Blue light blocking glasses: how do they work?

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In recent years, fashionable eyewear stores have found a way to expand their customer base beyond people with defective vision by stocking so-called “screen glasses”. At some major retailers, mixed with classic glasses, you will find blue light blocking lenses. And as our use of digital devices has peaked during the pandemic, interest in these products has increased.

Blue light blocking glasses look like regular glasses, but instead of wearing a corrective lens, they have a filter that specifically targets the blue light emitted by digital screens. They claim to relieve eye fatigue, improve sleep and reduce the risk of eye disease.

There are now dozens of brands, some of which are promoted on social media by influencers and major celebrities, with some high-end pairs costing nearly $200.

So, do you really have to worry about blue light? And do these glasses help?

Credit: Artwork: Jo Gay

What is blue light?

Light is a form of radiation made up of a range of different wavelengths, each a different color, says Andrew Anderson, associate professor of optometry at the University of Melbourne. When white light enters a prism, it breaks up into the colors of the rainbow, including, of course, blue. This spectrum ranges from short to long wavelengths, with blue being the shortest and red the longest.

The reason blue light gets a bad rap is because shorter wavelengths have higher energy and are therefore more likely to be dangerous, Anderson says. But that’s only at extremely high intensities.

“Blue light from a computer screen has nothing to do with the kinds of intensities required for it to cause damage,” he says.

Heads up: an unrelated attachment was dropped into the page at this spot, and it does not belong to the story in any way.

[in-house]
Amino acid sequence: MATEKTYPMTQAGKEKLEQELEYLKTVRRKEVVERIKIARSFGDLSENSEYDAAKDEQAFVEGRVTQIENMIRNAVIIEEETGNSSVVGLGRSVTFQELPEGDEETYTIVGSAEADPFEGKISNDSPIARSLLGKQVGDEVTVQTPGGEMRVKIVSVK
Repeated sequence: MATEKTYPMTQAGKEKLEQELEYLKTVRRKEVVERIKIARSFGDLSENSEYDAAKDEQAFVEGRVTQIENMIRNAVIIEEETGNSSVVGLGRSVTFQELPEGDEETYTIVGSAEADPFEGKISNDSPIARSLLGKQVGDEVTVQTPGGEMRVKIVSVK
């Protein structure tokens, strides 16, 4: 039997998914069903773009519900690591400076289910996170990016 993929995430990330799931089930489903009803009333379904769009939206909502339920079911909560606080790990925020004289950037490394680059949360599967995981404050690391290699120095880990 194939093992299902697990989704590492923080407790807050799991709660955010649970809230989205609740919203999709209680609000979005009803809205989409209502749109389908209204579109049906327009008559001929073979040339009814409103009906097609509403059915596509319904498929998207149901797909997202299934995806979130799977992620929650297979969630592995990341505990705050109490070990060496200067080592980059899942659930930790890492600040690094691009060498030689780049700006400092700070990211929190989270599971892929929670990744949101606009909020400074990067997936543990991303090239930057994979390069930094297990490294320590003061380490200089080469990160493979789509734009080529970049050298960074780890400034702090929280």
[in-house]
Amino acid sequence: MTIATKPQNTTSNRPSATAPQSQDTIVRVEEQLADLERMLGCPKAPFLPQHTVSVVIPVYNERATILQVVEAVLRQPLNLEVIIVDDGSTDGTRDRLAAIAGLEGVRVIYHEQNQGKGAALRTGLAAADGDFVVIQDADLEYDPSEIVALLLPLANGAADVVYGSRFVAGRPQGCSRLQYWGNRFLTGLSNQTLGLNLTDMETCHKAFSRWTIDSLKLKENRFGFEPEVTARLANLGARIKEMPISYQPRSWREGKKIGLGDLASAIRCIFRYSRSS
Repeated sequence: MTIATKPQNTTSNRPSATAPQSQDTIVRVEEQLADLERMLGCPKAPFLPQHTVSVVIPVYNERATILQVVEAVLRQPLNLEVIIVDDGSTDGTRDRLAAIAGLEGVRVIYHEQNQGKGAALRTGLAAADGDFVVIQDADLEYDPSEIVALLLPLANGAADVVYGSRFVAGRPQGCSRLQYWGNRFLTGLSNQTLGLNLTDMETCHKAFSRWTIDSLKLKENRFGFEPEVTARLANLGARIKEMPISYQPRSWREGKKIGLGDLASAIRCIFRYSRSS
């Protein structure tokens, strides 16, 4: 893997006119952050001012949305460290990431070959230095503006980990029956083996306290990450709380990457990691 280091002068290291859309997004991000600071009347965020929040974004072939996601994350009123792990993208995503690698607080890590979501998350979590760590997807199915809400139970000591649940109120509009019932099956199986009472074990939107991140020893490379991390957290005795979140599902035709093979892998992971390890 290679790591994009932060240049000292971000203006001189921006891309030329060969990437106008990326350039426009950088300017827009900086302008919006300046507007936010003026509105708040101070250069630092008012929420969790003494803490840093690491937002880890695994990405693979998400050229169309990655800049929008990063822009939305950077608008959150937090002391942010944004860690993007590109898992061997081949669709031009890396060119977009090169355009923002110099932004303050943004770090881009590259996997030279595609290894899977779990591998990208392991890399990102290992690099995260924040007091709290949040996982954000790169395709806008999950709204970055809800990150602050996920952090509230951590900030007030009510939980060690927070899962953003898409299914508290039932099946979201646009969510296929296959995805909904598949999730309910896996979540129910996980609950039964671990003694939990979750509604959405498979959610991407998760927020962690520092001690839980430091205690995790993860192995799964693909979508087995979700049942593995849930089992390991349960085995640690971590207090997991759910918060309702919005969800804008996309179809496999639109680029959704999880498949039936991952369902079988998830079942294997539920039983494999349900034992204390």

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Why do people buy blue light blocking glasses?

Ever since we started glueing ourselves to screens, people have been complaining about digital eye strain (also known as computer vision syndrome). Dry eyes, blurred vision, eyestrain, headaches and neck tension are all symptoms. The more people use their devices, the more likely they are to experience this discomfort.

“Our eyes weren’t really designed with this task in mind, they’re designed to look far away and, sometimes, look up close,” says Luke Arundel, clinical director of Optometry Australia. “There has absolutely been an increase in eye strain during the pandemic.”

But even before COVID-19, blue light glasses were popular. Anderson published a study in 2019 of 400 Australian optometrists. He found that glasses with blue light blockers accounted for about a third of all eyeglasses prescribed the previous year, due to high device usage and patient demand.

Specsavers optometrist Karen Walsh noted a “massive increase”, especially over the past year, in the number of people learning about blue light filters. Specsavers does not promote them but can arrange for them to be applied if a patient insists, although Walsh says his busy Perth clinic has only sold them twice.

“Trying to dispel the myths [about blue-light blockers] is 10% of my day, every day,” says Walsh. “The last thing we want is for people to waste their money. Unfortunately, a lot of marketing takes hold of people’s anxiety about how much time they spend in front of digital devices.

What are the myths?

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Basically, this blue light causes eye strain or worse – permanent eye damage.

As for eye strain, Arundel says the theory is that blue light scatters in the eye and increases the effort needed to maintain visual focus. “There are, however, many components that contribute to digital eye strain,” he says, and there is currently “no high-level evidence to support wearing blue-light blocking glasses.”

Anderson’s own findings from a randomized controlled trial, published in February 2021, found no difference in symptoms between participants wearing blue light filters and those wearing clear lenses.

Anderson says researchers are working to determine what causes eye strain. Blue light aside, even overall screen light probably won’t be an issue. Scientists now believe it has more to do with human behavior and the way we use our digital devices, rather than an inherent characteristic of screens. For example, when you’re staring at a screen, your blink rate drops about five times slower than usual, so your eyes are more likely to feel dry and tired.